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Virus-specific CD8+ T cells probably mediate control over HIV replication in rare individuals, termed long-term nonprogressors (LTNPs) or elite controllers. Despite extensive investigation, the mechanisms responsible for this control remain incompletely understood. We observed that HIV-specific CD8+ T cells of LTNPs persisted at higher frequencies than those of treated progressors with equally low amounts of HIV. Measured on a per-cell basis, HIV-specific CD8+ T cells of LTNPs efficiently eliminated primary autologous HIV-infected CD4+ T cells. This function required lytic granule loading of effectors and delivery of granzyme B to target cells. Defective cytotoxicity of progressor effectors could be restored after treatment with phorbol ester and calcium ionophore. These results establish an effector function and mechanism that clearly segregate with immunologic control of HIV. They also demonstrate that lytic granule contents of memory cells are a critical determinant of cytotoxicity that must be induced for maximal per-cell killing capacity.
Encouragement for the ultimate development of effective vaccines and immunotherapies that would limit HIV replication can be drawn from patients who are naturally occurring examples of immune system-mediated control. These rare individuals contain HIV for many years without antiretroviral therapy (ART) (Migueles et al., 2000). Although definitions and terms have varied, individuals within our cohort (referred to as long-term non-progressors [LTNPs] or elite controllers) have been infected for a median of 17 years yet have remained clinically well, with stable CD4+ T cell counts and viral loads of <50 copies/ml. Direct and indirect lines of evidence in humans and animal models suggest that virus-specific CD8+ T cells mediate this control, although the mechanisms by which this occurs remain unknown (reviewed in Migueles et al., 2004) (Friedrich et al., 2007; Maness et al., 2008).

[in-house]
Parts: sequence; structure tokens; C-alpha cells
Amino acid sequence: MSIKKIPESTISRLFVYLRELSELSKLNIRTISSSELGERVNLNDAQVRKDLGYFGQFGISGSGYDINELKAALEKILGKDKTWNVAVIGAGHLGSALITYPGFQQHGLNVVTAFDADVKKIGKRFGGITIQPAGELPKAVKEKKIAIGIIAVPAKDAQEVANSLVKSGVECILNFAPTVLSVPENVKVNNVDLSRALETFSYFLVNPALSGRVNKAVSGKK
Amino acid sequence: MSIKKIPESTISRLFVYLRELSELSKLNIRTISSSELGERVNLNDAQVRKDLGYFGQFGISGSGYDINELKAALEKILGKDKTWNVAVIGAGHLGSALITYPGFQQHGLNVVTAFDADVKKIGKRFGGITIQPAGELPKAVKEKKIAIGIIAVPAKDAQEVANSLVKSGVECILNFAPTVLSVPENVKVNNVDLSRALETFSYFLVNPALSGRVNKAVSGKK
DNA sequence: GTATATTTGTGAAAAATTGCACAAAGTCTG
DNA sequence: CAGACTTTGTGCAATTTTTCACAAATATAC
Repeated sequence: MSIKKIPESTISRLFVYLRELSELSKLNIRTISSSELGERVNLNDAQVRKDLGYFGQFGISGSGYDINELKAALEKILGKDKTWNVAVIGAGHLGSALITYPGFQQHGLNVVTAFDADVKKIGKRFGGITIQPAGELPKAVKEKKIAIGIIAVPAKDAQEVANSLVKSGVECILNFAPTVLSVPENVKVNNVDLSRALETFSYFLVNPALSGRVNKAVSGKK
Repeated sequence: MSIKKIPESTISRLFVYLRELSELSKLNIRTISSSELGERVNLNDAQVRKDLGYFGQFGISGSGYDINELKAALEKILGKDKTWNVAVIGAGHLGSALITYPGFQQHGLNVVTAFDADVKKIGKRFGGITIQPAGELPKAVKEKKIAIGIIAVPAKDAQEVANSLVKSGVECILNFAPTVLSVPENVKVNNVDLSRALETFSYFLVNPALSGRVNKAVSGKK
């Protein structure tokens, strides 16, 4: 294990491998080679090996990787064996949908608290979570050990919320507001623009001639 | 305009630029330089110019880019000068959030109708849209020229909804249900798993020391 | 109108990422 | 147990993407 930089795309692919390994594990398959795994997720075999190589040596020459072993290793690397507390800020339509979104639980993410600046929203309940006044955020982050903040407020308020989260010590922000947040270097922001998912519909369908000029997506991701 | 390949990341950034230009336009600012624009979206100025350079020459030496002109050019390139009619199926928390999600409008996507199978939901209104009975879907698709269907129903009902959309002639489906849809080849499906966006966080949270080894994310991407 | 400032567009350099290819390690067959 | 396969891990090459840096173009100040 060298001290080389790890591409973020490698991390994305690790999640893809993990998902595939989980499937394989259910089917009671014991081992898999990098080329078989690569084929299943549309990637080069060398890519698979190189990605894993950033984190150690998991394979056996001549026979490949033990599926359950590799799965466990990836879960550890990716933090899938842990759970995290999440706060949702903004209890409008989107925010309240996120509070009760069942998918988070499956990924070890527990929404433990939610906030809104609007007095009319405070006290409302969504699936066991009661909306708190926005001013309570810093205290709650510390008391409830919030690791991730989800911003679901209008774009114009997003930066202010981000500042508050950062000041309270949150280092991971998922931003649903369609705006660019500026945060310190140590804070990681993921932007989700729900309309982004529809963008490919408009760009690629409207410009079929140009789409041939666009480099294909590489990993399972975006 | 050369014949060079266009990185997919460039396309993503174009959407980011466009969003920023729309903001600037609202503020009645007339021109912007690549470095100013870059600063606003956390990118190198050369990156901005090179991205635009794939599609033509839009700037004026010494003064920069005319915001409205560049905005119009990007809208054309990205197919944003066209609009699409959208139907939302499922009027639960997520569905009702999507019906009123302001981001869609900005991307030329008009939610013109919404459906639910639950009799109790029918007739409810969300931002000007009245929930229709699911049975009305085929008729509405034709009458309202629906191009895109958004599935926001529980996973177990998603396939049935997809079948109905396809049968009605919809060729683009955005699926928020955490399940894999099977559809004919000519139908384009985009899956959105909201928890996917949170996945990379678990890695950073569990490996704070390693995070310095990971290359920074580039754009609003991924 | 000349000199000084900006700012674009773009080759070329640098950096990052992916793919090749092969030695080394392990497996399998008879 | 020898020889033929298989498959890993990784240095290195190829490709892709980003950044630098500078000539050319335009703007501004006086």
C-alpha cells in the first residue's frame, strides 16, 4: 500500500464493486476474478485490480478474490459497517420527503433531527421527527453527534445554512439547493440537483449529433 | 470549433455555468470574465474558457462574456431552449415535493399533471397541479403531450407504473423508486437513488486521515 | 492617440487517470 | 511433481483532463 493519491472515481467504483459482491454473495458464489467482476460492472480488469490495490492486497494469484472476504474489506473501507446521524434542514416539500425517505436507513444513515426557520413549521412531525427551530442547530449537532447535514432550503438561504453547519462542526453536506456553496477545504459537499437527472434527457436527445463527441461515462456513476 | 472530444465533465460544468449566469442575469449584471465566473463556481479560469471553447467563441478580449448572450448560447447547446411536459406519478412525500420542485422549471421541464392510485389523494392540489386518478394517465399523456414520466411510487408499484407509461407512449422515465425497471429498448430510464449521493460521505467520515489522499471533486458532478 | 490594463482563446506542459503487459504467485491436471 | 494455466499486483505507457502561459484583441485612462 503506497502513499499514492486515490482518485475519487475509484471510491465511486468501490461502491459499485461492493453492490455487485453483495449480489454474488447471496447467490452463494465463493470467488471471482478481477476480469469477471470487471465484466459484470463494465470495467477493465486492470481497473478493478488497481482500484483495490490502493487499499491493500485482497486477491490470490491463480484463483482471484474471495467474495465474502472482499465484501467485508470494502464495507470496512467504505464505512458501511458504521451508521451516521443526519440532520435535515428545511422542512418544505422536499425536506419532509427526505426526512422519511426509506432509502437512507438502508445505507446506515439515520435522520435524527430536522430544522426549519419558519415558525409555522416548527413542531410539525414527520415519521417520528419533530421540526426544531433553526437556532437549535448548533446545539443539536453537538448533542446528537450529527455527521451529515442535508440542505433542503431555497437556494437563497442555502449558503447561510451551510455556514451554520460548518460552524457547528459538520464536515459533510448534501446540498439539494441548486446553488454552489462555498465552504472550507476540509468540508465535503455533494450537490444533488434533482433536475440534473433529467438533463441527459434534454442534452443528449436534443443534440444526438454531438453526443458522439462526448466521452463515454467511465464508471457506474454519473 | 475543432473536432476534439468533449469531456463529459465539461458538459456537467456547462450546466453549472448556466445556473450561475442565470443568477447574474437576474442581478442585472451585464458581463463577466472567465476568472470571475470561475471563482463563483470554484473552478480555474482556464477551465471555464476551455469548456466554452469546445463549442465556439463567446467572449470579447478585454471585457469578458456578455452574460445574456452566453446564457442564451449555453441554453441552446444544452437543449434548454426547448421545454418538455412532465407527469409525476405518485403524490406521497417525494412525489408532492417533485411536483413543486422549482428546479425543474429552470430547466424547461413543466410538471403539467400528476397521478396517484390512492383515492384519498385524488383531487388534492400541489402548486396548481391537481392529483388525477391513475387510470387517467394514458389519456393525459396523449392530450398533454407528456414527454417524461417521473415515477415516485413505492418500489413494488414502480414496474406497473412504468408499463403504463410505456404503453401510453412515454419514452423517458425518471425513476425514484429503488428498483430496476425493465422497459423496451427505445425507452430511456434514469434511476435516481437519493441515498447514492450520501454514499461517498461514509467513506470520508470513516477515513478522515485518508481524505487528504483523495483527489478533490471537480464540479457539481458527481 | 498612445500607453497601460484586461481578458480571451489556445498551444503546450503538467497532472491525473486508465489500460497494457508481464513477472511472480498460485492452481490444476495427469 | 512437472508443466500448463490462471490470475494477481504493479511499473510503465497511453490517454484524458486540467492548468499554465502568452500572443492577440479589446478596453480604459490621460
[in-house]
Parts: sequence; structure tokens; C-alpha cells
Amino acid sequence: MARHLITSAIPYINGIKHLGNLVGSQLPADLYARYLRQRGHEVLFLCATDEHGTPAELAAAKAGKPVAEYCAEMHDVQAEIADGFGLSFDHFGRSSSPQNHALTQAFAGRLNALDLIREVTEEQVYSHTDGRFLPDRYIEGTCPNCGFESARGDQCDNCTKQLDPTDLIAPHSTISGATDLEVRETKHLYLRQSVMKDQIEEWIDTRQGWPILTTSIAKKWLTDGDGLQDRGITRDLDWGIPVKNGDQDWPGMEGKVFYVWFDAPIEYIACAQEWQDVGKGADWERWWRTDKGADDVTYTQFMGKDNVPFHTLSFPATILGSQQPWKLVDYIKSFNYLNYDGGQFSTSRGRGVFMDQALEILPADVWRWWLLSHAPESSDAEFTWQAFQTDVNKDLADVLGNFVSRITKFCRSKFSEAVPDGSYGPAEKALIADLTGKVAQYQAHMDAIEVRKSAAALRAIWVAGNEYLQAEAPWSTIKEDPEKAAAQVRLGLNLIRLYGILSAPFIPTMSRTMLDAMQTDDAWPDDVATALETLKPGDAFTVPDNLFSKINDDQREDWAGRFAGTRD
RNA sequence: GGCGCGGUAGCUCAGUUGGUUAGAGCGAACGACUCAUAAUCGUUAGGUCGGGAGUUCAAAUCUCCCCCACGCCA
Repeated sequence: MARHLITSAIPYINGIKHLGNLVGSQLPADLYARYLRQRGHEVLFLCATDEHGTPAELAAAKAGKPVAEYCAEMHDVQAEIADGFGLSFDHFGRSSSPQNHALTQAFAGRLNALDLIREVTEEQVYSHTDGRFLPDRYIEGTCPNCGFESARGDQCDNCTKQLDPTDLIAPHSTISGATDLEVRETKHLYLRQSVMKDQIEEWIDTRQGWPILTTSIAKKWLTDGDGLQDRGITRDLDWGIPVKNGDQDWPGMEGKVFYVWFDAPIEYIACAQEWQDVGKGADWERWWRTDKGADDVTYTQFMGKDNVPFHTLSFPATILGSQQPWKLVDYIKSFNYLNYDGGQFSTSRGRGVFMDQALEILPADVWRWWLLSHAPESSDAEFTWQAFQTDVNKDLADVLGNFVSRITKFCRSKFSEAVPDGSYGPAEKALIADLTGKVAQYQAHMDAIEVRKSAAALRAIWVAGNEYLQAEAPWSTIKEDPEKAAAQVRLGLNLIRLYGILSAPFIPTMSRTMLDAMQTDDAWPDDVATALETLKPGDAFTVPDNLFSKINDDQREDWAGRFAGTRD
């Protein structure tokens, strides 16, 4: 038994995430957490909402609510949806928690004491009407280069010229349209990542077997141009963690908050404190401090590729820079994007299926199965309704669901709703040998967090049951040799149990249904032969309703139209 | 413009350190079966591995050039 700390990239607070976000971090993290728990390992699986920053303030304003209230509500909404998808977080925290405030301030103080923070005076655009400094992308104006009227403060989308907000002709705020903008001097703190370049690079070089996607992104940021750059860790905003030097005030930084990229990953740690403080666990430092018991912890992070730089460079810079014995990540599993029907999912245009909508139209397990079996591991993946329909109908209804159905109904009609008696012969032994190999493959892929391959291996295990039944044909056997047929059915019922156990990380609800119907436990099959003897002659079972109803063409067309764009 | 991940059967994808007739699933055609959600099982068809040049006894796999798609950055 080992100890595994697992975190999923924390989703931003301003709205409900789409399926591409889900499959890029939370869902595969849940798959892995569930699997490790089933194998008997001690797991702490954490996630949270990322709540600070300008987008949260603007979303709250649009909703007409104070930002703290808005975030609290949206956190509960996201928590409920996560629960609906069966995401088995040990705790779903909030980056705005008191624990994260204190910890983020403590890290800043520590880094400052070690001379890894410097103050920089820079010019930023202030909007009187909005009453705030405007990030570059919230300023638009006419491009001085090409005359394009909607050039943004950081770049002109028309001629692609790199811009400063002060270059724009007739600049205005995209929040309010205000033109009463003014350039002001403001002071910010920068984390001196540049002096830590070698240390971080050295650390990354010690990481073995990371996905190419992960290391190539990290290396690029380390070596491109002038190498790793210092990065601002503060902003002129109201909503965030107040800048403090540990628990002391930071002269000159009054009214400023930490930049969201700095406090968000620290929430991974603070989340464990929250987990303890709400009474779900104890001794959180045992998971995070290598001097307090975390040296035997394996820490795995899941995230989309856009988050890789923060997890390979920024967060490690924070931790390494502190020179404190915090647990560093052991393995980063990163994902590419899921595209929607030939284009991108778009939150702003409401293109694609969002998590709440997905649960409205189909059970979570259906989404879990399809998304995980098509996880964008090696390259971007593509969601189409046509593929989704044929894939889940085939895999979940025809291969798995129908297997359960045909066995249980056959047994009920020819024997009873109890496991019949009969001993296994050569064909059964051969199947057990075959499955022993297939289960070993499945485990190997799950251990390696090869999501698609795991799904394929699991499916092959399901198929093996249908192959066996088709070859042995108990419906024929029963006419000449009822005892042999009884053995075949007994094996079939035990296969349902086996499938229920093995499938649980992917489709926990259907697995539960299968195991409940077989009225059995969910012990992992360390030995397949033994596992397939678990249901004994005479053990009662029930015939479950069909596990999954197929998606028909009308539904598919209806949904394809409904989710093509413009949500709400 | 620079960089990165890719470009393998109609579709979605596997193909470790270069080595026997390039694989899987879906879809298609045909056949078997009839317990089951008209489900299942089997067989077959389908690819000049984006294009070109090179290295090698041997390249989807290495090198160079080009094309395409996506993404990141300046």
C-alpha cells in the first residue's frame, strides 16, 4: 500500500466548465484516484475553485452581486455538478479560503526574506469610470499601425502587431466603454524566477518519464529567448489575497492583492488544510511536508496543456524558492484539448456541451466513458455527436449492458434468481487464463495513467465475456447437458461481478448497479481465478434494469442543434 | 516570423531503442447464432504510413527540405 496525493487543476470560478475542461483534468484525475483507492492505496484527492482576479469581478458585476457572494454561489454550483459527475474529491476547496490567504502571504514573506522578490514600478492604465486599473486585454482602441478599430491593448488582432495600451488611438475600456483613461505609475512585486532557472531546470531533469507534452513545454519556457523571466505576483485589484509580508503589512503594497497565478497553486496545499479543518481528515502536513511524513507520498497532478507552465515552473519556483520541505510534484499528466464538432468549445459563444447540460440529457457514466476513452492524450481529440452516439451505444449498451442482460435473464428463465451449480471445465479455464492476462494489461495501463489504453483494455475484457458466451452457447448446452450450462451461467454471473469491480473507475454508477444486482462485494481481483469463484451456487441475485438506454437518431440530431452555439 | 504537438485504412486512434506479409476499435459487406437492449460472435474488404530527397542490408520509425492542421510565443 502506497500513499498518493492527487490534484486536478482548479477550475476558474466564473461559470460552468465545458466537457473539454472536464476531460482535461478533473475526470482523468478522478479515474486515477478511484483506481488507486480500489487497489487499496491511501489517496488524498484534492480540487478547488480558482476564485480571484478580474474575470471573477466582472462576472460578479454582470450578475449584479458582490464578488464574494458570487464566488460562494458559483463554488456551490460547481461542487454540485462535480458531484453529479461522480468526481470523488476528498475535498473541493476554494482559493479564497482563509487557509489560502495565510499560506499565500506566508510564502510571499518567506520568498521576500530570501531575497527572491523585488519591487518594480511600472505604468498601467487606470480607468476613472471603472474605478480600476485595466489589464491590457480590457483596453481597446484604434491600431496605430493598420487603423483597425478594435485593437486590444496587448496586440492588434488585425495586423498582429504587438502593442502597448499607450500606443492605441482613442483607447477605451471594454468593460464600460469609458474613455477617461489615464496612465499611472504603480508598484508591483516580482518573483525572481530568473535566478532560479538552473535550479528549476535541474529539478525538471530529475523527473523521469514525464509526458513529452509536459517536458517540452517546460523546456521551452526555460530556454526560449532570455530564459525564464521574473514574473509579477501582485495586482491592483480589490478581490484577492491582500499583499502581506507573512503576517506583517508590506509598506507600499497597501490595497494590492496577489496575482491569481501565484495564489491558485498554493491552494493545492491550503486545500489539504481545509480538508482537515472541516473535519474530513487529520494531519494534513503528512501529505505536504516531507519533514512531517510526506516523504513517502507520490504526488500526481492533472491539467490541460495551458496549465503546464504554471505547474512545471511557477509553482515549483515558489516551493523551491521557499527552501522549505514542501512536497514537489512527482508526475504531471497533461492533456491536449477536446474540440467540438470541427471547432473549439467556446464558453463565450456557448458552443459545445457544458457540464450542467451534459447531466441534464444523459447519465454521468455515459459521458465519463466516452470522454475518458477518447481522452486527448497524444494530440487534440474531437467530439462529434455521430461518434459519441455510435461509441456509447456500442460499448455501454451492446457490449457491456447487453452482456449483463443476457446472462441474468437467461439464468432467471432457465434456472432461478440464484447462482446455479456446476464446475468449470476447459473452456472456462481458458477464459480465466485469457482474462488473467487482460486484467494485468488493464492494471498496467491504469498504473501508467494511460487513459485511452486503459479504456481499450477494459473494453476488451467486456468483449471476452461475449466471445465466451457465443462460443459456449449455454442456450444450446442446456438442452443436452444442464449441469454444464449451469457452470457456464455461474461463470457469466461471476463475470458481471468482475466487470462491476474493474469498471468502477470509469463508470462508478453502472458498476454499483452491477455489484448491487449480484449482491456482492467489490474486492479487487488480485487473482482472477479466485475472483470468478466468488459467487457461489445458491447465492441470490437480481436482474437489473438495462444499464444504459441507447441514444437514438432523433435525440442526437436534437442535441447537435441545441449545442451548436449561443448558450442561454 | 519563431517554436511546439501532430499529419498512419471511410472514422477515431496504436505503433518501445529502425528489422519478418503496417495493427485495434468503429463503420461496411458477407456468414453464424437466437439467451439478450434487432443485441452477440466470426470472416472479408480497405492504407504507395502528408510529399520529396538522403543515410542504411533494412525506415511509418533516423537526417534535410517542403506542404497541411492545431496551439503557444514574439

Over the past 10 years, new tools have permitted an extensive characterization of the HIV-specific T cell response of LTNPs (reviewed in Migueles et al., 2004) (Bailey et al., 2006; Emu et al., 2005; Migueles et al., 2000; Navis et al., 2007; Tilton et al., 2007). The HIV-specific CD8+ T cells of LTNPs maintain greater frequencies of “polyfunctional” cells, named for their ability to degranulate and to produce several cytokines, including interleukin-2 (IL-2) (Betts et al., 2006; Zimmerli et al., 2005). However, these cells make up an extremely small subset of the total HIV-specific CD8+ T cell response, and many LTNPs demonstrate few or no such cells. HIV-specific CD8+ T cells of LTNPs maintain greater proliferative capacity than those of progressors and upregulate perforin upon stimulation (Arrode et al., 2005; Horton et al., 2006; Migueles et al., 2002). However, the relevance of differences in in vitro proliferative capacity to the in vivo situation is unclear given the similar frequencies of HIV-specific CD8+ T cells between LTNPs and untreated progressors (Migueles et al., 2002).